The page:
��SONATA.

such cases, Beethoven rises to a height which has only been attained by two or three composers in the whole history of music, in that sublimity which is almost his peculiar monopoly. But, fortunately for average beings, and average moods of people who have not always a taste for the sublime, he shows elsewhere, on a less exalted scale, the highest ideals of delicate beauty, and all shades of the humours of mankind, even to simple exuberant playfulness. The beauty and the merriment often exist side by side, as in the exquisite little Sonata in G, op. 14, no. 2, and in that in Fj major, op. 78; and in a loftier and stronger spirit in company with more com- prehensive ranges of feeling, in the Sonata in A, op. 101. In all these and many more there is an ideal continuity and oneness which is musically felt even where there is no direct external sign of the connection. In a few, however, there are signs of more than this. In the Bb Sonata,, op. 1 06, for instance, the similar disposition of inter- vals in the subjects of the various movements has led to the inference that he meant to connect them by transformations of one principal subject or germ. The same occurs with as much pro- minence in the Sonata in Ab, op. 1 10, which is in any case a specimen where the oneness and continuity are peculiarly felt. It is possible that the apparent transformations are not so much conscious as the result of the conditions of mind which were necessary to produce the oneness of effect, since concentration upon any subject is liable to exert influence upon closely succeeding action, whether of the mind or body, and to as- similate the fruit unconsciously to the form of the object contemplated. This, however, would not lessen the interest of the fact, but would possibly rather enhance it. It only affects the question whether or no Beethoven consciously reasoned about possible ways of extending and enhancing the opportunities of sonata-form too large a subject to be entered upon here. As a rule, great masters appear to hit upon such germinal principles in the process of composition, without exactly formulating them in so many equivalent terms ; and those who come after note the facts and apply them as useful resources, or sometimes as invaluable starting-points of fresh lines of development. It is a noticeable fact that Beethoven only seldom indicated a programme, and it is extremely rare in him to find even the dimmest suggestions of realism. In fact, as must be true of all the highest music, a work of his is not representative of a story, but of a mental process. Even if it deals with a story it does not represent the circumstances, but the condition of mind which results from its con- templation; or, in other words, the musical counterpart of the emotion to which it gives rise ; and it is the coherency and consistent sequence of the emotions represented which. pro- duce the effect of oneness on the colossal scale of his greatest works, which is Beethoven's crown- ing achievement. With him the long process of development appears to find its utmost and com- plete culmination ; and what comes after, and in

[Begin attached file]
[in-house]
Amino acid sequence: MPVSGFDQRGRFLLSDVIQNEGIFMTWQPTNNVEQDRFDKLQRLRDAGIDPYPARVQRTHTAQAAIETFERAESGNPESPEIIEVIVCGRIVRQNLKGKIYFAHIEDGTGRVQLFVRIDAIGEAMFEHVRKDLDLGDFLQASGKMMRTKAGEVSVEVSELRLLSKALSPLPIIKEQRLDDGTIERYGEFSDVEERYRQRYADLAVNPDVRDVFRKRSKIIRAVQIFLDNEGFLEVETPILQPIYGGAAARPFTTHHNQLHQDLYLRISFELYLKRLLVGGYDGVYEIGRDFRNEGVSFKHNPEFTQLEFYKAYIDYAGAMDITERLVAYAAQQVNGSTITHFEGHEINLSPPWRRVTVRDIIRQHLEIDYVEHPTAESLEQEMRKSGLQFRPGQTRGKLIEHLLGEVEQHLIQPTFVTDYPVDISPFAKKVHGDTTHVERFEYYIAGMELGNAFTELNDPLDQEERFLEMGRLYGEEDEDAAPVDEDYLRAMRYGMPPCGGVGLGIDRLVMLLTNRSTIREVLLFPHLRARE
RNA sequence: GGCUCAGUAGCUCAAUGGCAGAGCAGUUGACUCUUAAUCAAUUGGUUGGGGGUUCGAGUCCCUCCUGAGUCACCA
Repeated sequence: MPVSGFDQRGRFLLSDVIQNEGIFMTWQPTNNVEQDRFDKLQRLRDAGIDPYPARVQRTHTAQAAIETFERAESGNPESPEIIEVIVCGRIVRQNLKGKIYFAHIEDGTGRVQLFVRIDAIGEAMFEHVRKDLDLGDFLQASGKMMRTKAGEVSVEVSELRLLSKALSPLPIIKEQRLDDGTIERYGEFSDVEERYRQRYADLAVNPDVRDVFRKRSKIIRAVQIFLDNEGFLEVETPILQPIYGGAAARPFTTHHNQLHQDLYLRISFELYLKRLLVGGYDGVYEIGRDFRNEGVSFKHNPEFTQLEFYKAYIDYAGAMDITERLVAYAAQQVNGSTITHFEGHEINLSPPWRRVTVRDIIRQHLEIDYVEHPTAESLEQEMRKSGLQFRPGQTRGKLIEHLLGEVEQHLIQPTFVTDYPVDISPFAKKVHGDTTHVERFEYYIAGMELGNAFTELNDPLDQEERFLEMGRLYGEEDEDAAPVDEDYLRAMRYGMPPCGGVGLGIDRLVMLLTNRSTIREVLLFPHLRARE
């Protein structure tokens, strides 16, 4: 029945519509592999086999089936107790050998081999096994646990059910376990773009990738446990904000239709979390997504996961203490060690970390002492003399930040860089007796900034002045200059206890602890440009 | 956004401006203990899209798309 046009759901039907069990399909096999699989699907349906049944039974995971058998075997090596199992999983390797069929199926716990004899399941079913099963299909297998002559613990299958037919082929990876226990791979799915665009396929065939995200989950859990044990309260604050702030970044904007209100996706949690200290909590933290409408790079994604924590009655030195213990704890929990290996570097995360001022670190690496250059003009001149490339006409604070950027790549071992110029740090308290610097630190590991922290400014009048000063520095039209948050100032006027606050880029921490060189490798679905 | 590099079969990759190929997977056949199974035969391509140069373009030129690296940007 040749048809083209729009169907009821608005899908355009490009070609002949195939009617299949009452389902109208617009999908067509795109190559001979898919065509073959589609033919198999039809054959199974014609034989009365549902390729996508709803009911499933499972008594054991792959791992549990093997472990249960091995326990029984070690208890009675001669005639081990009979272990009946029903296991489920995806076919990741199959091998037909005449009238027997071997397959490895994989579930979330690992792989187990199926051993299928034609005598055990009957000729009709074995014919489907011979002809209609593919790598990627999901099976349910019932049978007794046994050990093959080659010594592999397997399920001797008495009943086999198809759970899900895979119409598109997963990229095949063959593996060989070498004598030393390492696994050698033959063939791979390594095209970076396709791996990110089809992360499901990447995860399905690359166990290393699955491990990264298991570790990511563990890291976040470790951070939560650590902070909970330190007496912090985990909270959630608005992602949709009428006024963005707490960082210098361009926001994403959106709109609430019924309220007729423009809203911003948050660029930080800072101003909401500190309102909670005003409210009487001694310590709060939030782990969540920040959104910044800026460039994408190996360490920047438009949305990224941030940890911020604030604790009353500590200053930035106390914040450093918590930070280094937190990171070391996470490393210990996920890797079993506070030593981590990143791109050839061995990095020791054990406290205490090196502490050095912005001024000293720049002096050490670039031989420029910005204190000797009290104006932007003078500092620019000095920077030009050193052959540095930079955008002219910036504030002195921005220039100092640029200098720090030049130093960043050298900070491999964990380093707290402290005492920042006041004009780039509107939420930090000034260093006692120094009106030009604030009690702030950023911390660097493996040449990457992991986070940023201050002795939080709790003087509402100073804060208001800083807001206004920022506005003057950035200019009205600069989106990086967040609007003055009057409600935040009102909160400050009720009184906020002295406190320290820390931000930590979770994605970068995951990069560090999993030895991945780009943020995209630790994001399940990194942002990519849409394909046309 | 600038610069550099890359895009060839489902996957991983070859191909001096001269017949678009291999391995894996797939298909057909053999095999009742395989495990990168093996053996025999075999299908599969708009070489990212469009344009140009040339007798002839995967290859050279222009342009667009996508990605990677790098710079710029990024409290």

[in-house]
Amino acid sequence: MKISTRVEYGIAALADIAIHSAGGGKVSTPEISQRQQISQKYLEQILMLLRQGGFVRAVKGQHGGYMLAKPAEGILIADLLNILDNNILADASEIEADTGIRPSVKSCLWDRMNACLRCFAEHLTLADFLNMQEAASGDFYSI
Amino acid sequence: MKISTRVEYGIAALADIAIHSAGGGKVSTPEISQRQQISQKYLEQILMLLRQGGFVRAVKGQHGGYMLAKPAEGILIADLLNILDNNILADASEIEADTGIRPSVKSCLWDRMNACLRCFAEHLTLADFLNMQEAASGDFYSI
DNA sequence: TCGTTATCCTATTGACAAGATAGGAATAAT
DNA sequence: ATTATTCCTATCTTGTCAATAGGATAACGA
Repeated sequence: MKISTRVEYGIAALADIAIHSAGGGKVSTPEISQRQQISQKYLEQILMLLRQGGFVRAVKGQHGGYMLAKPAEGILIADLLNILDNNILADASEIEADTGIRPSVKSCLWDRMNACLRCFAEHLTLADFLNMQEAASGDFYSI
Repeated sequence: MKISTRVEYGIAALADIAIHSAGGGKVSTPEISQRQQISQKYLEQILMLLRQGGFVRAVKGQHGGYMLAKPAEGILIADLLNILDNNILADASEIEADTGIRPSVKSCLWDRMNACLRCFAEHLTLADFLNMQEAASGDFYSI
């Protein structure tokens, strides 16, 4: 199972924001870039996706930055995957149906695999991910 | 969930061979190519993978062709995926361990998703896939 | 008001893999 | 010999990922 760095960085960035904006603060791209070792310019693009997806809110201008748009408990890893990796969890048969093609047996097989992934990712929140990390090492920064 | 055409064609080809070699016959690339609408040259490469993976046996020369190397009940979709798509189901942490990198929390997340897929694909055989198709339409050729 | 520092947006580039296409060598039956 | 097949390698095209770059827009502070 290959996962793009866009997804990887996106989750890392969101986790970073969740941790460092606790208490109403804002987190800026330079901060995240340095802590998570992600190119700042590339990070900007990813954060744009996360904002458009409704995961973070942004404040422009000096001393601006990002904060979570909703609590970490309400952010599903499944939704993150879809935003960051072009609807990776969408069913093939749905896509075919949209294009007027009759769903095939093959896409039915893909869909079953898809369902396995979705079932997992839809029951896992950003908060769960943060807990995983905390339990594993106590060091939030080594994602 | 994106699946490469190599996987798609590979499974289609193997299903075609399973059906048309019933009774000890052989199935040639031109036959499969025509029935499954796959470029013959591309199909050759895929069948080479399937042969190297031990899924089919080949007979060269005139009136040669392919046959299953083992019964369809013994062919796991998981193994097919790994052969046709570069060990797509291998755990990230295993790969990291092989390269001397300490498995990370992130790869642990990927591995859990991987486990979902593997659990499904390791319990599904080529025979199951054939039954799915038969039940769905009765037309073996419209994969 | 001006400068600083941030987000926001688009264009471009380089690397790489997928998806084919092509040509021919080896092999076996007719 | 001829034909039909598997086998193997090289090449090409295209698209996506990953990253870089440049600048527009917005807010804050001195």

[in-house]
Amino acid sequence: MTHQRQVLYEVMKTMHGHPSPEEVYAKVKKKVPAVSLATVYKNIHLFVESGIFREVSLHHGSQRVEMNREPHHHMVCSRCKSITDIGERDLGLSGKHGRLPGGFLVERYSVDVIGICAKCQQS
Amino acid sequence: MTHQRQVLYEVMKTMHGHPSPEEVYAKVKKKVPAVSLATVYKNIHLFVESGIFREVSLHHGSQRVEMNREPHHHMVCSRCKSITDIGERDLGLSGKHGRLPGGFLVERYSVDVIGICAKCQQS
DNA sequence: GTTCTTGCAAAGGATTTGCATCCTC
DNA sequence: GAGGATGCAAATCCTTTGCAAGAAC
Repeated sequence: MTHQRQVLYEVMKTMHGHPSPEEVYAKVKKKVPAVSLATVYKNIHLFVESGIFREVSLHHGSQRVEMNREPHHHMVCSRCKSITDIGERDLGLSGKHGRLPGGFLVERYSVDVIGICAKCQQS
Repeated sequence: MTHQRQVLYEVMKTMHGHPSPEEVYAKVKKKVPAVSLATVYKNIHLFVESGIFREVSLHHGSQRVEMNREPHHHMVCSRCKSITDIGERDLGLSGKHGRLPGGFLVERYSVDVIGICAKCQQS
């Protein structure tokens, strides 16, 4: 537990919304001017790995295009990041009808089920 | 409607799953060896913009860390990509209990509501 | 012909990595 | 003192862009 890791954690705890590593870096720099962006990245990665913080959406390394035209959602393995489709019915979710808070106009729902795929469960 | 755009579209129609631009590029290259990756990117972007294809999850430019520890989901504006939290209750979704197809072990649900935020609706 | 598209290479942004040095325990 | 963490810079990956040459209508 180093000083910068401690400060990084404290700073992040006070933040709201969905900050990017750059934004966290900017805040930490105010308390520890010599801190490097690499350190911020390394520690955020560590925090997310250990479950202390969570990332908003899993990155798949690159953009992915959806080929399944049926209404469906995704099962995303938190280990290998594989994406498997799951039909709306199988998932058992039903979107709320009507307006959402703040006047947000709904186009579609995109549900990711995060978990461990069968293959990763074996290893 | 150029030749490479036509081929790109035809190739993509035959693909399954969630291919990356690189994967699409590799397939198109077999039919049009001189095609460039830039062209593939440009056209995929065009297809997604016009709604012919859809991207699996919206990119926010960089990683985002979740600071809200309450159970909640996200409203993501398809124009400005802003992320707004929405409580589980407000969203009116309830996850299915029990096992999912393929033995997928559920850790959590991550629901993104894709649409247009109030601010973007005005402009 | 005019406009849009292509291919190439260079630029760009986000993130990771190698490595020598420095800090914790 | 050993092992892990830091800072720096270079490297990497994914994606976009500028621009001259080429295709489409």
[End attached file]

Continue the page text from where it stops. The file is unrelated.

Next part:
�� �